Pressure and fluids are prevented from leaking from below cylindrical member or rod 100. As the pressure from above cylindrical member 100 decreases and becomes less than the well pressure, spring 54 moves operator tube 40 longitudinally upward to allow valve closure means 31 to return to its closed position. A fluid and pressure tight barrier is desired below cylindrical member 100 in order to keep well fluids and gases below cylindrical member 100 from leaking into the control line 26. Thus, a first fluid and pressure barrier may be formed by sealing ring 224 and rod 100. A second fluid barrier may be formed by a rod retainer and seal means or metal sleeve 226 and rod 100. Sleeve 226 is placed within passageway 80 in contact with housing means 60 so as to be stationary relative to cylindrical member 100 and which surrounds at least a portion of the length of cylindrical member 100. Preferably, sleeve 26 surrounds cylindrical member 100 partway down cylindrical member 100. Cylindrical member 100 is provided with a spherical or angular surface 243. Cylindrical member 100 has reduced diameter portion 242 below surface 243. Sleeve 226 has upper static seat 238 and lower static seat 236 which may be created by angular or straight cuts in sleeve 226. Any suitable undercut will create seats 236 and 238. There need not be any specific configuration to create reduced diameter portion 242. Spherical or angular surface 243 contacts upper static seat 238 when pressure from control line 26 pushes cylindrical member 100 downward. Surface 243 and upper static seat 238 are both positioned on cylindrical member 100 and rod retainer and seal means or sleeve 226, respectively, so that the end of operator tube 40 contacts and fully opens flapper 31 when surface 243 contacts upper static seat 238. A fluid and pressure barrier or seal is formed at upper static seat 238 and lower static seat 236. This barrier or seal is preferably metal to metal but may be other materials as well. These barriers reduce the amount of electrolytic and chemical corrosion to the rod 240 and seal assembly 91.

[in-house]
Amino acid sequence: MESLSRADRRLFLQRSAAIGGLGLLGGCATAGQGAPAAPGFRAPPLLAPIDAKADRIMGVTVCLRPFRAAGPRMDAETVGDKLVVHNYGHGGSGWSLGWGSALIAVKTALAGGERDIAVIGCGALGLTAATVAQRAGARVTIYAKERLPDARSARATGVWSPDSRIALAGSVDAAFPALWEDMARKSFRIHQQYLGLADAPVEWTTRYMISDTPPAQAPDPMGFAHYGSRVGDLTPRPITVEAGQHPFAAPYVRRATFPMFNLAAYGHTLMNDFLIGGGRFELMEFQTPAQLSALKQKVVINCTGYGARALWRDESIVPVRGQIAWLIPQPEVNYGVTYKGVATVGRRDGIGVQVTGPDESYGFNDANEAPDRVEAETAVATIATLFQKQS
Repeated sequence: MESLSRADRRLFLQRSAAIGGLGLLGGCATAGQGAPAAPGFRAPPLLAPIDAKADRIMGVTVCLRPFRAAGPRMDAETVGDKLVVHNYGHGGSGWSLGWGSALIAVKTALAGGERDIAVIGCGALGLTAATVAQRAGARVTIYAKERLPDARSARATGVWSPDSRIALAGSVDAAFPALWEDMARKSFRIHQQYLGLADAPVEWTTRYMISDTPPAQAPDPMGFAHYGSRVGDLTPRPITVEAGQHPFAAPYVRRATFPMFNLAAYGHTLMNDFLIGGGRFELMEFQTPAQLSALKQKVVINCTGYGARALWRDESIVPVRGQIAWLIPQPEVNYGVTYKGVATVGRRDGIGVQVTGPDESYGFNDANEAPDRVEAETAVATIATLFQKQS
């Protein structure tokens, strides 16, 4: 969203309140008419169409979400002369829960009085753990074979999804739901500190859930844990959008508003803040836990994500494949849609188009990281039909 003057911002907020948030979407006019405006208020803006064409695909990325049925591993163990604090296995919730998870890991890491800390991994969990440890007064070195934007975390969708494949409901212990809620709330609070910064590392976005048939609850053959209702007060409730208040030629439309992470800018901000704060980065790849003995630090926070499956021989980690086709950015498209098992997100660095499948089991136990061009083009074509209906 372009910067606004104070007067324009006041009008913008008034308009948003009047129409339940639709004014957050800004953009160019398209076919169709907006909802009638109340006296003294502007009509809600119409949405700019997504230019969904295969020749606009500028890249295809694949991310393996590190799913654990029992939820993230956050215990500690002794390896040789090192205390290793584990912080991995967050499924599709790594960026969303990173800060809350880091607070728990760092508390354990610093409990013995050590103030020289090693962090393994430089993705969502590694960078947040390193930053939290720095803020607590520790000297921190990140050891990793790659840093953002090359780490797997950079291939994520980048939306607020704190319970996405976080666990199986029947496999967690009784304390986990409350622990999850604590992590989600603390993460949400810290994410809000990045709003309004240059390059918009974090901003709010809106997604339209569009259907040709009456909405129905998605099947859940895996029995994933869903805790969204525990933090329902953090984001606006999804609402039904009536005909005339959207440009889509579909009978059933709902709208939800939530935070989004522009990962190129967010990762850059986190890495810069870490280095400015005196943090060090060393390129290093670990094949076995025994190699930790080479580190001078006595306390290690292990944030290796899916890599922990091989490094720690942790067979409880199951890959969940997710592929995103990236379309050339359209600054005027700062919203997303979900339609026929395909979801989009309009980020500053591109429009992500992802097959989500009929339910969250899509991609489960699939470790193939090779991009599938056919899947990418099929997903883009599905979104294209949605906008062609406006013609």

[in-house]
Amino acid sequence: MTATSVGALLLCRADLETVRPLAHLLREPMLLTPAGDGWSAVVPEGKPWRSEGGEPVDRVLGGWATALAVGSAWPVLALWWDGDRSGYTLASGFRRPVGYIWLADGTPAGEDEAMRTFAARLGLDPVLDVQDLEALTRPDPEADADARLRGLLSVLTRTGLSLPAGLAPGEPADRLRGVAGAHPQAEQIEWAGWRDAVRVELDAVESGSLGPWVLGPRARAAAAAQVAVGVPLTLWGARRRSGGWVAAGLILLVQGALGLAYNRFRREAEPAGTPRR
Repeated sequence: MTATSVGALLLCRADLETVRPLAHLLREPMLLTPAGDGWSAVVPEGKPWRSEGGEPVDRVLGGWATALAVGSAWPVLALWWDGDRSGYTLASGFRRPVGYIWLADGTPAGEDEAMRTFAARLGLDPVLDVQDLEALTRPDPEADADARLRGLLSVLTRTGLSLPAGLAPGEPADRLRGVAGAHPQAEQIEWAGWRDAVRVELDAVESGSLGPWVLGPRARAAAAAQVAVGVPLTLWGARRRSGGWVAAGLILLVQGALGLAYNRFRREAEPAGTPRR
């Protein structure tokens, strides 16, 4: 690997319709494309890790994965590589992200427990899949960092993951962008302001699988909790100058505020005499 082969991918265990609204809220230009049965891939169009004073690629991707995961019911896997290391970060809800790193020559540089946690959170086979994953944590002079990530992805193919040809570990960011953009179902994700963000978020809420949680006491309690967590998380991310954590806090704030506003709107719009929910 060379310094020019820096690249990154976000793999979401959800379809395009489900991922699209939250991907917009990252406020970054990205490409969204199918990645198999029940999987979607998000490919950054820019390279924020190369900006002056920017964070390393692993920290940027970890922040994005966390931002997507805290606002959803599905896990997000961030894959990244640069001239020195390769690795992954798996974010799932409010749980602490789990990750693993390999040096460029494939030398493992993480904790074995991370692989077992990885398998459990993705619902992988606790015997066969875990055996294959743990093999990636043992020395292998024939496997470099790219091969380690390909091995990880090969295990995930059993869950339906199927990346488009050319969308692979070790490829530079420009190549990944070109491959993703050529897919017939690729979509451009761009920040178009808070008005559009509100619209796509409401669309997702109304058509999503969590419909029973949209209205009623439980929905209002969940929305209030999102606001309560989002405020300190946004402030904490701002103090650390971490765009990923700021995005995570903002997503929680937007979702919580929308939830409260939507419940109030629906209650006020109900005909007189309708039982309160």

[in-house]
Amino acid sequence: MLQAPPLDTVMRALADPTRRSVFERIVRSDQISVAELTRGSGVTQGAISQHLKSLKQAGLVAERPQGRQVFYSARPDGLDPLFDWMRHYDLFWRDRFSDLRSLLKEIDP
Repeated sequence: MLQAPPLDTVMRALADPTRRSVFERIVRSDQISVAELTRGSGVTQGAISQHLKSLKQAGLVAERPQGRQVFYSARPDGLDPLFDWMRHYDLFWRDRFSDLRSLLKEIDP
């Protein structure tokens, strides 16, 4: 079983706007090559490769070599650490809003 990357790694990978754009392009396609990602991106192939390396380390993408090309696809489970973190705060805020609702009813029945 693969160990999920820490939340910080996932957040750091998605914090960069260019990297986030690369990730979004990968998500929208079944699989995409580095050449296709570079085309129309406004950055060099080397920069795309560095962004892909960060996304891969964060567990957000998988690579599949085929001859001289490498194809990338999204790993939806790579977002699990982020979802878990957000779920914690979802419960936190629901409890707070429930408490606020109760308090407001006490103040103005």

Rod means 90 preferably includes rod 100, most preferably rod-piston 100, and seal assembly 91. Seal assembly 91 includes seat insert 92 and adapter 234. Adapter 234 has adapter seat surface 239 which contacts lower static seat 236. When the pressure from the control line 26 decreases, operator tube 40 shifts upward because of spring 54. Adapter 234 of cylindrical member 100 moves up to contact adapter seat surface 239 with lower static seat 236, forming a barrier to fluids and pressure. Thus, a first barrier may be formed by use of (1) sealing ring 224 and (2) cylindrical member 100.
Or, as an alternative, a second barrier may be formed by use of (1) rod retainer and seal means or sleeve 226 which has upper static seat 238 and lower static seat 236 and (2) cylindrical member or rod 100 which has spherical or angular surface 243, reduced diameter portion 242, and adapter 234.
Or, both the first barrier and second barrier may be formed where (1) sealing ring 224, (2) cylindrical member or piston-rod 100 with surface 243 and reduced diameter portion 242, as well as (3) rod retainer and seal means or sleeve 226 with lower static seat 236 and upper static seat 238 are used in combination.
This invention need not be used in a safety valve but may be used as a rod seal assembly in some other device or with some type of cylindrical member 100 other than a rod.
Preferably, sealing ring 224 is made from the materials, or a combination thereof, consisting of metals, elastomers, polymers and advanced composites, although any suitable material will work. Preferably, sealing ring 224 is metal although elastomers, polymers, such as Teflon, a polymer available from Dupont, and advanced composites could be used. The metal seal may also be coated with a thin layer of titanium nitride/titanium carbide, diamond, gold, or other coating to improve the life of the seal by reducing friction or increasing hardness.